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Data Storage

How Do You Backup 20TB of Data? 983

Sean0michael writes "Recently I had a friend lose their entire electronic collection of music and movies by erasing a RAID array on their home server. He had 20TB of data on his rack at home that had survived a dozen hard drive failures over the years. But he didn't have a good way to backup that much data, so he never took one. Now he wishes he had.

Asking around among our tech-savvy friends though, no one has a good answer to the question, 'how would you backup 20TB of data?'. It's not like you could just plug in an external drive, and using any cloud service would be terribly expensive. Blu-Ray discs can hold a lot of data, but that's a lot of time (and money) spent burning discs that you likely will never need. Tape drives are another possibility, but are they right for this kind of problem? I don' t know. There might be something else out there, but I still have no feasible solution.

So I ask fellow slashdotters: for a home user, how do you backup 20TB of Data?"
Even Amazon Glacier is pretty pricey for that much data.
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How Do You Backup 20TB of Data?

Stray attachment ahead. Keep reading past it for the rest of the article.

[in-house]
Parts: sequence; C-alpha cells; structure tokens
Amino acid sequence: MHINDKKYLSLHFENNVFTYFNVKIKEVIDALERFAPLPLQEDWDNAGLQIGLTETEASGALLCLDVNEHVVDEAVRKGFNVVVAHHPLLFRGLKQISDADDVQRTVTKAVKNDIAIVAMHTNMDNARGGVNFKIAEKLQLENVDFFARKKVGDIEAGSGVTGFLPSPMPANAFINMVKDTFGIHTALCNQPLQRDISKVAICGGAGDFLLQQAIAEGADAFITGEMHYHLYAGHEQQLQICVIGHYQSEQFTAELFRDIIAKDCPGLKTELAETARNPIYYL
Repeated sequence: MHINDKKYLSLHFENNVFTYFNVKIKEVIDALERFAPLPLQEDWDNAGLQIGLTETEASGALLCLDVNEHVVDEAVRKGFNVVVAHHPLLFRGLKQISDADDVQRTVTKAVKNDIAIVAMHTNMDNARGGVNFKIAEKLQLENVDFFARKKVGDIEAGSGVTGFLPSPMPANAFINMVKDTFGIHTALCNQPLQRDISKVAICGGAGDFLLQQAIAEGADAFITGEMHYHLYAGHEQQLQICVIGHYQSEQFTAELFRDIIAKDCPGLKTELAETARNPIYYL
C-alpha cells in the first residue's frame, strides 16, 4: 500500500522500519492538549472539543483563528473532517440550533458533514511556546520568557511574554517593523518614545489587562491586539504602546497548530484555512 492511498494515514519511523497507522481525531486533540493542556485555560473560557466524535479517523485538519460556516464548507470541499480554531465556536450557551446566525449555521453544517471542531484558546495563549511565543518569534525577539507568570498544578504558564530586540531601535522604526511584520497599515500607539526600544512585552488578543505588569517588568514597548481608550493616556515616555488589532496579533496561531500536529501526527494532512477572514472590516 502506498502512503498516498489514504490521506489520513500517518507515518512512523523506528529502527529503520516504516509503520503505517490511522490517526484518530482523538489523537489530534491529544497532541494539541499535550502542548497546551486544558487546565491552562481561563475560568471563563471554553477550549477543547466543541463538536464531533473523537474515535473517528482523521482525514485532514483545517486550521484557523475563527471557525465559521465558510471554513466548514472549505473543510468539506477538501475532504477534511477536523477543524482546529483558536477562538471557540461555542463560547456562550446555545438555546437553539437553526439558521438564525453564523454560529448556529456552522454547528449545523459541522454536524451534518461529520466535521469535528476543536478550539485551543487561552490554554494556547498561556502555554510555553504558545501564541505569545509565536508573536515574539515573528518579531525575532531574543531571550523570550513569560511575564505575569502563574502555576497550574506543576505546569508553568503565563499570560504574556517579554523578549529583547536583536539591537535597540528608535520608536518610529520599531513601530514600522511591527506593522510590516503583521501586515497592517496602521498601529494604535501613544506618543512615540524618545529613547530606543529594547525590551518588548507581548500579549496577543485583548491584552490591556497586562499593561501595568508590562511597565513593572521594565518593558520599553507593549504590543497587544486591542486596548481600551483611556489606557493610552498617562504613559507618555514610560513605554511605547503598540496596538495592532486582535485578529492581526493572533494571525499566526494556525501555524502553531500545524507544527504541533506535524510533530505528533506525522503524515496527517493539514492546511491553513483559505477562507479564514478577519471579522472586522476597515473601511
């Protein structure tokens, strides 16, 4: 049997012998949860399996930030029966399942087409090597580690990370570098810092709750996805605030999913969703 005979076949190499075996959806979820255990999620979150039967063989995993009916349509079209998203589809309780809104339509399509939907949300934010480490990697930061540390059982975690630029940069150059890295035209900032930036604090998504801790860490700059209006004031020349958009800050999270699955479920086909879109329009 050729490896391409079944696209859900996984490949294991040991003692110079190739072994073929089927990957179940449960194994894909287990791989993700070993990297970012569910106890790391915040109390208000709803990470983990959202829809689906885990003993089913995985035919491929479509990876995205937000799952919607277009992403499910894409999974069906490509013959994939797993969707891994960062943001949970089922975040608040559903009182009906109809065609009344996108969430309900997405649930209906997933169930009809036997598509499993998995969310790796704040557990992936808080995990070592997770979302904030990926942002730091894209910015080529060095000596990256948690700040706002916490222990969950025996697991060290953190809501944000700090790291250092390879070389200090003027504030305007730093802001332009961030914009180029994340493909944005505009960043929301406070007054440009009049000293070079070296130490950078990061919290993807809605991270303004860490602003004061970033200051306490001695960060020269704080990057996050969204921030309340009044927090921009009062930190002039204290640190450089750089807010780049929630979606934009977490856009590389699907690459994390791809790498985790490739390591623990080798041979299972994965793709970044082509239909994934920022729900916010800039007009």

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  • by polymeris ( 902231 ) on Wednesday March 12, 2014 @09:36AM (#46462881)

    > It's not like you could just plug in an external drive [...]
    Why not? Maybe not one, but 10 or 20 of them.

  • Re: Don't bother. (Score:2, Insightful)

    by binarylarry ( 1338699 ) on Wednesday March 12, 2014 @09:37AM (#46462903)

    Exactly, do you really need to hoard all that content?

  • by Anonymous Coward on Wednesday March 12, 2014 @09:39AM (#46462949)

    "My friend (read I) lost 20TB of pirated content! What should my friend have done different?"

    How about, ask yourself, how much of that content were you intending to ever consume again. Yeah, you can most likely delete 95% of it, that's 1TB of content that you might use again.

    Hoarders! *lol*

  • Don't hoard (Score:5, Insightful)

    by rainer_d ( 115765 ) on Wednesday March 12, 2014 @09:43AM (#46463019) Homepage
    Were those 20T of original movies and music or just stuff he downloaded via bittorent?

    He could have always bought a sufficiently large tape-library from ebay - but I guess the data wasn't worth that much.
    That's always the first pair of questions to ask: how much is it worth and how much would it cost to recreate?
    If the answer is somewhere between "I don't know" and "Well, it's not that much", then he just should stop hoarding that much stuff.

    He could have built a filer with ZFS and sent daily snapshots to a 2nd filer - but that wouldn't have helped him if the house burnt down...

  • by ustolemyname ( 1301665 ) on Wednesday March 12, 2014 @09:48AM (#46463077)

    Not all of us have access to the time machine required to know *which* 1TB that is.

    Are you willing to share yours?

  • by Ktistec Machine ( 159201 ) on Wednesday March 12, 2014 @09:51AM (#46463125)